Wait until they hear about the hypothesis of the first singularity.

Is the problem that there is a demonic serpent hiding in the tree of the knowledge of good and evil?

Modern secular academics have been cultivating that tree for centuries.

0078 Hermeneutics is key.  The problem lies in how to interpret Scripture.  The reader3b must interpret2b the biblical text1b, using hermeneutics and exegesis1b.

Kulikovsky relies on the 1978 Chicago Statement on Biblical Inerrancy, promulgated by the Evangelical Theological Society, in order to address these problems.

The Society affirms the good and denies the bad.

Yet, the bad turns out to be affirmations that are vulnerable to denial, because they may be taken so far as to negate their corresponding affirmations.  The denials contain views that must be held in abeyance and regarded with an eye towards mischief.

0079 Yet, the hypothesis of the first singularity offers a new opportunity.  Devotees of scientism will find no harbor in saying that scientific knowledge disproves or has priority over the Scriptures.  Those who want to limit Biblical authority to religious themes, and who offer recipes to separate the theological message from the worldviews of the ancient Near East, find no solace.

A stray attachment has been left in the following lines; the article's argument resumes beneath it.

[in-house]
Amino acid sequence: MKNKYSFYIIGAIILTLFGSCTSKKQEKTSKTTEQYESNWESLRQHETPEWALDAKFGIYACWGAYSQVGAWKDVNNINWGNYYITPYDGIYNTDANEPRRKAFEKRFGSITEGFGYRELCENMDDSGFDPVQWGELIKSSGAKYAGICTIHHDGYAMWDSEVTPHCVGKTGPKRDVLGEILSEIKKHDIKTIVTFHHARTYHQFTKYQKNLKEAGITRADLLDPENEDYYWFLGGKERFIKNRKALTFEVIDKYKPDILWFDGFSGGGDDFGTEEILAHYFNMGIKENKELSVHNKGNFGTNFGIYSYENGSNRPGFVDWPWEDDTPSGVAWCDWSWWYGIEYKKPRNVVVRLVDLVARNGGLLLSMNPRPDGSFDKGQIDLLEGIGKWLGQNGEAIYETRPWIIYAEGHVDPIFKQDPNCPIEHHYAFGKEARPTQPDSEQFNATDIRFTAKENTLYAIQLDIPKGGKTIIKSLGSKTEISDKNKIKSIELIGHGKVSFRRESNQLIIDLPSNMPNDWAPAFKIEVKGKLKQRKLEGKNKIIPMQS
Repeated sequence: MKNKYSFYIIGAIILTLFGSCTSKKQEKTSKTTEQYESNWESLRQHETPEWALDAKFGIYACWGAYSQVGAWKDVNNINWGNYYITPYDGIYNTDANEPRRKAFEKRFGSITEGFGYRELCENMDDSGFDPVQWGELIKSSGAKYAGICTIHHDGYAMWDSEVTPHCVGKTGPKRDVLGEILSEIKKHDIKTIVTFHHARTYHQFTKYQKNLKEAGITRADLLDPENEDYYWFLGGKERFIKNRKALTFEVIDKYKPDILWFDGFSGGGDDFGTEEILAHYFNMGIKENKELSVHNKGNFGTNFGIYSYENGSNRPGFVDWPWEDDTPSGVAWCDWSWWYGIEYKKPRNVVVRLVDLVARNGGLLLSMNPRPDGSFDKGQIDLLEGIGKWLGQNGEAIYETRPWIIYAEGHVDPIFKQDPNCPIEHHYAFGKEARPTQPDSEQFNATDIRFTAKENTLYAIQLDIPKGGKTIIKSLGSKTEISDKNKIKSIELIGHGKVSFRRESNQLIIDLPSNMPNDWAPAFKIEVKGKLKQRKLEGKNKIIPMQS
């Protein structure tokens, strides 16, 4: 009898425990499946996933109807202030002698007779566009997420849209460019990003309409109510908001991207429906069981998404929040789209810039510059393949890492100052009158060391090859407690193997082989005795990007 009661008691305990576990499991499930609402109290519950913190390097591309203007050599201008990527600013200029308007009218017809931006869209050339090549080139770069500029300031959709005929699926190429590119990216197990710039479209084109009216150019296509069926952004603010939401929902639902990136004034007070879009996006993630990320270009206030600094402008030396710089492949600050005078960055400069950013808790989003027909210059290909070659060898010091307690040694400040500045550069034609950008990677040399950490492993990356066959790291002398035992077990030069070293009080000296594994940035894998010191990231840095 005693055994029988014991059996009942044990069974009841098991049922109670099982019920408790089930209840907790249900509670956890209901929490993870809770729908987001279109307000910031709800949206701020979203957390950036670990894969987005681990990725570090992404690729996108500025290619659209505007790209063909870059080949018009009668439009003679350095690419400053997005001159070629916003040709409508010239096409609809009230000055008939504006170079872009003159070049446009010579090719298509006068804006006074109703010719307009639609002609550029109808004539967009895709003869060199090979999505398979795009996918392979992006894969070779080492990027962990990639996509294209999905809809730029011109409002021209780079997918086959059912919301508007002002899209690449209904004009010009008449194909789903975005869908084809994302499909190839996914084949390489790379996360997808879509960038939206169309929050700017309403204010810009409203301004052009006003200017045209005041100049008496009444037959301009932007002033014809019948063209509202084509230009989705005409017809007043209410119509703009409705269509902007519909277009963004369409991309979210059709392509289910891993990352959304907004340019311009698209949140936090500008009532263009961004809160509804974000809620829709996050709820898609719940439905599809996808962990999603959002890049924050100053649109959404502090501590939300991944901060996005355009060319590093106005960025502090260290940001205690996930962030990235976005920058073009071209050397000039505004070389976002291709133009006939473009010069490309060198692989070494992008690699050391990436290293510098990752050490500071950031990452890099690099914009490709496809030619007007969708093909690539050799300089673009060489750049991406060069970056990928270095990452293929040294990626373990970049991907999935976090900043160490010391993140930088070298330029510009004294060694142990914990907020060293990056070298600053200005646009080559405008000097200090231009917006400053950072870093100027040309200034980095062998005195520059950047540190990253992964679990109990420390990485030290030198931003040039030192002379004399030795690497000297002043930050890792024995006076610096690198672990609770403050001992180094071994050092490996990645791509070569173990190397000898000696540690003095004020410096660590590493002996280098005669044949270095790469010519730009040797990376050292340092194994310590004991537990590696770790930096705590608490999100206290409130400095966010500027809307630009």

Genesis 2.4-11 is an insider’s view of the development of unconstrained social complexity in the Ubaid, the Uruk and the Sumerian Dynastic archaeological periods.

0080 The text itself is a feature of God’s revelation.

0081 The denials may be modified into contrasts that are vulnerable to being misconstrued and placed in greimas squares, along with their affirmations.

0082 Articles IX and XII yield one greimas square.

Figure 14

0083 Articles XIV and XX yield another greimas square.

Figure 15

0085 The scientific hypothesis of the first singularity changes the ground beneath Kulikovsky’s brief and concise overview.

Yet, the grounds of hermeneutics and exegesis remain the same.

Kulikovsky concludes that the difficultly lies, not so much with understanding the teaching of Scripture, but believing it to be real.